These cancer communication strategies can help you learn how to write about cancer, and related topics, with empathy and sensitivity.
It’s also important to remember that we need to be aware of the issues, context and consequences of using certain metaphors and language, such as war metaphors.
Read on to learn about emerging research into cancer communication.
1. ‘War on cancer’ metaphors may do harm, research shows
Bellicose metaphors for cancer can influence the health beliefs of nonpatients in ways that may make them less willing to enact healthy behaviours.
The “ubiquitous use of war metaphors when referring to cancer” may be harmful, according to research looking at into the impact of this type of language.
2. Celebrity cancer communication could help spread prevention and early-detection messages
Over a 9-day period, during which actor Ben Stiller announced that he had been treated for prostate cancer, researchers collected 1.2 million Twitter messages about cancer.
Messages related to prostate cancer “increased significantly more than expected for 2 days following Stiller’s announcement.” Also, results showed large increases in “diagnosis messages.”
“These results suggest opportunities to shape social media conversations following celebrity cancer announcements and increase prevention and early detection messages,” the researchers wrote.
3. Spiritual metaphors preferred by Latina women
Researchers investigated the differences in the use of language and metaphors among Spanish and Latina women who had breast cancer in a study published in the Journal of Health Communication.
Results from examining 51 breast cancer narratives revealed Latina women use the idea of spirituality in their use of metaphors to depict their experience with cancer.
And, while Spanish women used metaphors more frequently in their narratives of cancer compared to Latina women, themes of spirituality were not present in their narratives.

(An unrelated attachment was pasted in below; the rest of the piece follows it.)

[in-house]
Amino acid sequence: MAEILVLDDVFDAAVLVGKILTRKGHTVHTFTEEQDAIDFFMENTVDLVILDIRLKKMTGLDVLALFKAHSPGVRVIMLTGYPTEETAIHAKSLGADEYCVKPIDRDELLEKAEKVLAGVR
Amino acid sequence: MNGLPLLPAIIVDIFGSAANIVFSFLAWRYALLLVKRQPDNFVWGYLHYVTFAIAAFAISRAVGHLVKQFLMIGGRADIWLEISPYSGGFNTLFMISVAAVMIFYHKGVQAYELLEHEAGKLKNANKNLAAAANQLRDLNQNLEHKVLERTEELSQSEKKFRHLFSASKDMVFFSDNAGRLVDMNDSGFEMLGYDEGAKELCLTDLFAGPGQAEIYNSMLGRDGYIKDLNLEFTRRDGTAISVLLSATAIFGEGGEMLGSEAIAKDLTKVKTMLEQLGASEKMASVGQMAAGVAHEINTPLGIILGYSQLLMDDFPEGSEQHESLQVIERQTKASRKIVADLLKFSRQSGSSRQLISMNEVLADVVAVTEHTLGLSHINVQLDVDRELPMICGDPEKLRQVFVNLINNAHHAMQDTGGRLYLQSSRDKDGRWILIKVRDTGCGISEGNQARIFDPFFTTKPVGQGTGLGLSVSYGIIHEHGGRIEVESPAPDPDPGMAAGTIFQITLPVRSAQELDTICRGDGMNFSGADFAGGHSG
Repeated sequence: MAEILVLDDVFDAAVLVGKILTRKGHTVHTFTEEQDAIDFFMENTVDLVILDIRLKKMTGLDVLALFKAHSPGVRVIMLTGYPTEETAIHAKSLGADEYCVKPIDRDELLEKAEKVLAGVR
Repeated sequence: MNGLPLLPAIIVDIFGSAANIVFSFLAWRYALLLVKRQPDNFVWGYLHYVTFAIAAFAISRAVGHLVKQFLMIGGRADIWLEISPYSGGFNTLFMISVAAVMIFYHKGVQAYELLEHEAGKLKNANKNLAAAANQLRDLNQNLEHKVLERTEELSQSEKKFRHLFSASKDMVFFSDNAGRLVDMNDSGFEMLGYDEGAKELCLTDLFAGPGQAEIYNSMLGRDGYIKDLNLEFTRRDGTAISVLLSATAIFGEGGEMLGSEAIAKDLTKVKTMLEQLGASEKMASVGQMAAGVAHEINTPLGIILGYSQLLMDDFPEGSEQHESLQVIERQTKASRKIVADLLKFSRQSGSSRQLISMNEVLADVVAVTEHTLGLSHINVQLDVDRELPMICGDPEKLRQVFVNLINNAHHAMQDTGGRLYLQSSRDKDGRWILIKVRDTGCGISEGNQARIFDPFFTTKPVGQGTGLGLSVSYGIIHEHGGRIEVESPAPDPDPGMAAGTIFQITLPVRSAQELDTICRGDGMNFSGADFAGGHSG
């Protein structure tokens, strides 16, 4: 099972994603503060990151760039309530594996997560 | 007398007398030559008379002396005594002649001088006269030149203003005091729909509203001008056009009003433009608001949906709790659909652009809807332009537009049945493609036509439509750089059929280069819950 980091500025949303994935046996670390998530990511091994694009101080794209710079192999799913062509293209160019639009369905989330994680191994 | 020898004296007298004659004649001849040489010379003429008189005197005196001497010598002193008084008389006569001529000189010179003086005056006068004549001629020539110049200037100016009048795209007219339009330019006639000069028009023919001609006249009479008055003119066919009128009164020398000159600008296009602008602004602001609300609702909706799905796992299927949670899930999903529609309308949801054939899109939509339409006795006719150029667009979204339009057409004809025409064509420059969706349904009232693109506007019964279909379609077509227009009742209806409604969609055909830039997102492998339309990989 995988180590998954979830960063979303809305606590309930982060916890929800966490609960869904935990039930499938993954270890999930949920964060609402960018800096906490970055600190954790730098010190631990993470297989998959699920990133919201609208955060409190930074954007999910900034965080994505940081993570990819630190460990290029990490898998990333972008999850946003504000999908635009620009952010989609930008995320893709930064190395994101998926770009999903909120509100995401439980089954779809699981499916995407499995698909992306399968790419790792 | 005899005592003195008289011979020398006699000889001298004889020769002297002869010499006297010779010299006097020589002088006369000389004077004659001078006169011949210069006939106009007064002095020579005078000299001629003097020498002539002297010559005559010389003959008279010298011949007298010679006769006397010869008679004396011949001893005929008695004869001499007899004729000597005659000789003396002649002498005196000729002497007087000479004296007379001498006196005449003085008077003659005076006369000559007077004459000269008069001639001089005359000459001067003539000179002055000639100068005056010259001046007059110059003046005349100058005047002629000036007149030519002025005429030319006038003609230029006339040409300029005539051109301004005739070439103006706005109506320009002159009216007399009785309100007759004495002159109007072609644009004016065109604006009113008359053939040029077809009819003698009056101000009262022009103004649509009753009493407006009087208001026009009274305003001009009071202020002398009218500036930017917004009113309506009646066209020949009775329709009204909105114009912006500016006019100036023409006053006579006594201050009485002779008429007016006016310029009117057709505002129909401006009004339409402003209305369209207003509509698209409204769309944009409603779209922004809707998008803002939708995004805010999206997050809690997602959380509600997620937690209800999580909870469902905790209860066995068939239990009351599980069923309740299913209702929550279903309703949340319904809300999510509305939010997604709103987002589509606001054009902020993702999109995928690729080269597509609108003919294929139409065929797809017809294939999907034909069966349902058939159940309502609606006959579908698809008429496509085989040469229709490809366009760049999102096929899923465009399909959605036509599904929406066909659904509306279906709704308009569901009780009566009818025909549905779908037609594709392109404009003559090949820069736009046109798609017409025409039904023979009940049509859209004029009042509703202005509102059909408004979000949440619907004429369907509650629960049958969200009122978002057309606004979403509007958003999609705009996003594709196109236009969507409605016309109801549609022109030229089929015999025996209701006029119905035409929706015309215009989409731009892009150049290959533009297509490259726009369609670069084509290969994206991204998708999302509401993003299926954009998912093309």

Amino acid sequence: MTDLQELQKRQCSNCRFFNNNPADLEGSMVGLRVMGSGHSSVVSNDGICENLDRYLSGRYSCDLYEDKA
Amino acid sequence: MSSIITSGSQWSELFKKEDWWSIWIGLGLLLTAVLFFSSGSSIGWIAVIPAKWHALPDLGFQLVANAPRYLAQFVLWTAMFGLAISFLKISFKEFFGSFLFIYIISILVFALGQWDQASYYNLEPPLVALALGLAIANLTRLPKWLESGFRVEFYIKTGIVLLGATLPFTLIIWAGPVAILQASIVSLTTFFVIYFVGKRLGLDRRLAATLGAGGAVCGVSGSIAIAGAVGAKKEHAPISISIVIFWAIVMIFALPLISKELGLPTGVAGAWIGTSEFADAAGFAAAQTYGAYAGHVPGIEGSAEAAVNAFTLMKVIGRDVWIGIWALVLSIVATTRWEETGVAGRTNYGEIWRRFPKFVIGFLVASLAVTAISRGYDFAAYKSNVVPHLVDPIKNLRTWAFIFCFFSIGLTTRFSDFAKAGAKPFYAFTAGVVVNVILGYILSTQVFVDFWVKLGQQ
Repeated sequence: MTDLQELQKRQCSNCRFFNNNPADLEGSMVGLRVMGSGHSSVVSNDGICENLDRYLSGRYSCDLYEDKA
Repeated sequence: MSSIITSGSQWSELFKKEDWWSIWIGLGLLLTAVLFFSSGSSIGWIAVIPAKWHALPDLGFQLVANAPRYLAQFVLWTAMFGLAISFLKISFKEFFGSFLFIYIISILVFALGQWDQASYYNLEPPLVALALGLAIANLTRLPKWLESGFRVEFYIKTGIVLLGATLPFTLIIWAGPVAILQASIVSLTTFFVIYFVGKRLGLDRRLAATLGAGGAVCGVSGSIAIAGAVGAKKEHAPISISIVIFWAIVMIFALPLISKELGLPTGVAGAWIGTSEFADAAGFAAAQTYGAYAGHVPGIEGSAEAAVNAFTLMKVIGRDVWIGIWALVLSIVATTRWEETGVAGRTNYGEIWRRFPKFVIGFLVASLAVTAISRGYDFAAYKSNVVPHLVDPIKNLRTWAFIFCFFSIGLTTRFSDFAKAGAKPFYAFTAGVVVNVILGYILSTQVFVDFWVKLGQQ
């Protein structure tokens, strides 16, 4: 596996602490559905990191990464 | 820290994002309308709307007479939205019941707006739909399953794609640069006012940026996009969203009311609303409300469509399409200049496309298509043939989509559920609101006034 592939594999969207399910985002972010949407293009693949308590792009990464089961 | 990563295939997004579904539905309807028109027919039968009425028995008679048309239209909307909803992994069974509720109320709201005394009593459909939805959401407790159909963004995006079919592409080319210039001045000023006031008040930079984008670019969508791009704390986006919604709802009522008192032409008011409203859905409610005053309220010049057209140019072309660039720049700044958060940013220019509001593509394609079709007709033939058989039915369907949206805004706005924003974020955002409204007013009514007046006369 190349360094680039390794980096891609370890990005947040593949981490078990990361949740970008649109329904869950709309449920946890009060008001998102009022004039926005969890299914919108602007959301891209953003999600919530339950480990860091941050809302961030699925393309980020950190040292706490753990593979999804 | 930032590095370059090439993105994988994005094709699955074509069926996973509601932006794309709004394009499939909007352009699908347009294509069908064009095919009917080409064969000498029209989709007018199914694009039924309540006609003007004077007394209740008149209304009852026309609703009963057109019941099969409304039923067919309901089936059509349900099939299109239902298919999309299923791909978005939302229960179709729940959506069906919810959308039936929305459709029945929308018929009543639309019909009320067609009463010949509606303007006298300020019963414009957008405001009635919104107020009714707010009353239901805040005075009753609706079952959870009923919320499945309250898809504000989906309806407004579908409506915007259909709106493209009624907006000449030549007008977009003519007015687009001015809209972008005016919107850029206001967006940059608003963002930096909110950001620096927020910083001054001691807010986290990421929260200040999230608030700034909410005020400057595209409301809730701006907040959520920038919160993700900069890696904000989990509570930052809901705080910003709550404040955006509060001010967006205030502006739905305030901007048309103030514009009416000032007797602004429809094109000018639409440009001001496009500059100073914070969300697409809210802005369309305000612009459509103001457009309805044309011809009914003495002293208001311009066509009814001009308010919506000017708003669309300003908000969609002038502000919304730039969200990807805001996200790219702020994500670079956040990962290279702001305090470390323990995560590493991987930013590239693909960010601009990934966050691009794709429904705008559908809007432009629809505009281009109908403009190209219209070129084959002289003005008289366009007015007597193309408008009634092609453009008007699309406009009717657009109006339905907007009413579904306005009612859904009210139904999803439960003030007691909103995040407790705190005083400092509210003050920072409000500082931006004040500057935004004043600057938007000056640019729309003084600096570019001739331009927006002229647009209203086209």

4. Communicating with stories may improve adherence to colorectal cancer screening
In an attempt to investigate the impact narratives had on colorectal cancer screening (CRCS) uptake, researchers tested a number of narratives on 477 unscreened adults aged between 50 – 75 years of age.
Participants were divided into one of three groups: CRCS information only, CRCS information plus a photo and a narrative of a CRC survivor, and a CRC screener who did not have cancer.
Participants completed online questionnaires before and after the intervention.
Results were mixed between the different groups and narratives; however, 30% of participants participated in colorectal cancer screening.
The study was published in the Journal of Health Communication.
5. Authentic family conversations about cancer have a positive impact
Effective cancer communication interventions are often guided by the theory that actors performing content should be ethnically and culturally homogeneous with target audiences.
This study, published in Health Communication, challenged this notion.
“Audience members’ responses to a theatrical production, reenacting verbatim telephone conversations between White family members throughout a cancer journey, revealed unexpected and theoretically significant findings: Family communication about cancer triggers equal, and in some cases greater, positive impacts from non-White audience members,” the authors wrote.
6. Uncertain language impacts cancer prevention recommendations